TABLE 1.1 Milestones in the Application of Core Areas to National Defense and Intelligence

Year Event
1804 Lewis and Clark began to map and gather intelligence and other information on territory from St. Louis, Missouri, to the Pacific Ocean
1813 The Topographical Engineers began conducting surveys to facilitate the safe movement of troops for the War of 1812
1835 The Navy began to produce nautical charts and, 3 years later, to make astronomical observations
1889 The Army began to collect and compile information on geography and foreign forces, and to communicate it to military attachés during the Spanish-American War
1911 First photoreconnaissance flight. Aerial photography became a major contributor to battlefield intelligence during World War I
1922 First modern bathymetric chart, made using sounding data collected from a Navy ship
1928 The Army Air Corps began producing aeronautical charts
1941 Second World War aviation enabled photogrammetry, photo interpretation, and geodesy to replace field surveys
1953 Navy aircraft began measuring magnetic variations around the Earth; project U.S. Magnet continued until 1994
1956 High-altitude U-2 aircraft began to carry out manned reconnaissance missions, becoming the primary source for intelligence gathering over the Soviet Union and other denied areas
1960 Successful return of imagery from Corona, the first photoreconnaissance satellite system in the world
1960 World Geodetic System (WGS 60) defined an Earth-centered orientation system and formed the basis of current global positioning systems
1966 Launch of the Geodetic Earth Orbiting Satellite, the first dedicated satellite for geodetic studies
1974 First electronic dissemination of near-real-time, near-original-quality overhead imagery to support rapid targeting and assessment of strategic threats
1978 Launch of the first four Global Positioning System satellites, which enabled accurate measurements of position, velocity, and time
1994 Presidential directive PDD-23 directed the National Imagery and Mapping Agency to acquire commercial satellite data
1995 Unmanned aerial vehicles began taking streaming video during reconnaissance flights
2000 The Shuttle Radar Topography Mission began to acquire elevation data over about 80 percent of the Earth’s surface using interferometric synthetic aperture radar
2005 Surface warships began to navigate using digital nautical charts
2006 First automatic construction of the three-dimensional world from diverse sources of photographs and images

SOURCES: Day et al. (1998); Snavley et al. (2006); Clarke (2013a); NGA historical reference chronology, <https://wwwl.nga.miV About/OurHistory/Pagesl default.aspx>.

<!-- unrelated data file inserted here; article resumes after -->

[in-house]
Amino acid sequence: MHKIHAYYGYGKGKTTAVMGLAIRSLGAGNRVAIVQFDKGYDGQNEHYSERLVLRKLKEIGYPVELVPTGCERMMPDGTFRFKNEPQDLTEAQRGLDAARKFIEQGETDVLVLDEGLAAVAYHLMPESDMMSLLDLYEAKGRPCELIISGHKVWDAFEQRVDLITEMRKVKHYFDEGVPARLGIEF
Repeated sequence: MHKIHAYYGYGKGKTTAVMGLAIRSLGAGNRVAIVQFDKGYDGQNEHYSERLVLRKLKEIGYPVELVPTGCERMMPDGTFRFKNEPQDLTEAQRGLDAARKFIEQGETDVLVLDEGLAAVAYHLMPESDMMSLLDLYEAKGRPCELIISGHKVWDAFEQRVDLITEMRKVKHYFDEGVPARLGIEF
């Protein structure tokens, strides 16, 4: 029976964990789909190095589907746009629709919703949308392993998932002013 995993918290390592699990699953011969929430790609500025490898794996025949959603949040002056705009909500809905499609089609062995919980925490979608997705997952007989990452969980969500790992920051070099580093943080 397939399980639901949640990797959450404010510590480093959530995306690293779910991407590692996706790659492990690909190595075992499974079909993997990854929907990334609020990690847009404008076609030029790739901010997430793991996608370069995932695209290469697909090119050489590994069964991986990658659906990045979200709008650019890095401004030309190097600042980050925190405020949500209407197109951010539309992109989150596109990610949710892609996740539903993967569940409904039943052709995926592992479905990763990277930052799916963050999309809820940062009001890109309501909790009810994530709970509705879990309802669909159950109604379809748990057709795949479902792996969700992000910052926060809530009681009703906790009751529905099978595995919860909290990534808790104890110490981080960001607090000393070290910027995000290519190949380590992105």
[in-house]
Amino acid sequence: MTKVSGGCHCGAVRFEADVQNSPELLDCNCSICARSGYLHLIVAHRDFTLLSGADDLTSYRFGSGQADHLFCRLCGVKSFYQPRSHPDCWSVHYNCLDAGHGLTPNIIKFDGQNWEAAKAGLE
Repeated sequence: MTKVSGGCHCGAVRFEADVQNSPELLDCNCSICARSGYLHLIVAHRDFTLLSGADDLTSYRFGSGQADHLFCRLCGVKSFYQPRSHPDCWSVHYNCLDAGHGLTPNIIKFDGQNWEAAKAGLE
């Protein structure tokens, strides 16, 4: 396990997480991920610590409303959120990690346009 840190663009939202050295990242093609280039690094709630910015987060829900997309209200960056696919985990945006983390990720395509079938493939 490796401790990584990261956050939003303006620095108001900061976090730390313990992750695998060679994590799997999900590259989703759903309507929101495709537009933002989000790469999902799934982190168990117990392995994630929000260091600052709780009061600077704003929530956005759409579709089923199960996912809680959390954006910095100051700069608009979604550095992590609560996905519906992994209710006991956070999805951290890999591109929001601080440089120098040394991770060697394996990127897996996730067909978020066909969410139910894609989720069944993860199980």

analysis and the evaluation of natural phenomena and human activities at the Earth’s surface. NGA’s current model for producing geospatial intelligence is illustrated in Figure 1.1 and an example of an information product is shown in Figure 1.2.


Through most of the 20th century, responsibility for specific aspects of mapping, charting, aerial photography, and eventually satellite reconnaissance was distributed among multiple defense and intelligence agencies and departments. In 1996, mapping, imagery acquisition and analysis, and intelligence production were brought together from the Defense Mapping Agency, the Central Imagery Office, and other imagery and mapping departments in a single agency—the National Imagery and Mapping Agency (NIMA).1 NIMA’s primary focus was on acquiring and providing imagery and maps to intelligence agencies. Increasing demands for speed, accuracy, and synthesis of geospatial information—especially since the September 2001 terrorist attacks in the United States—led to the concept of geospatial intelligence or GEOINT, the use of imagery and geospatial data to describe and depict features and activities and their location on the Earth. In 2003, the agency’s name was changed to the National Geospatial-Intelligence Agency to emphasize its mission of producing geospatial intelligence.

NGA is part of the Department of Defense, and it is one of 16 federal agencies responsible for national intelligence. Its emphasis is on military and intelligence


1 See NGA historical reference chronology, <>.

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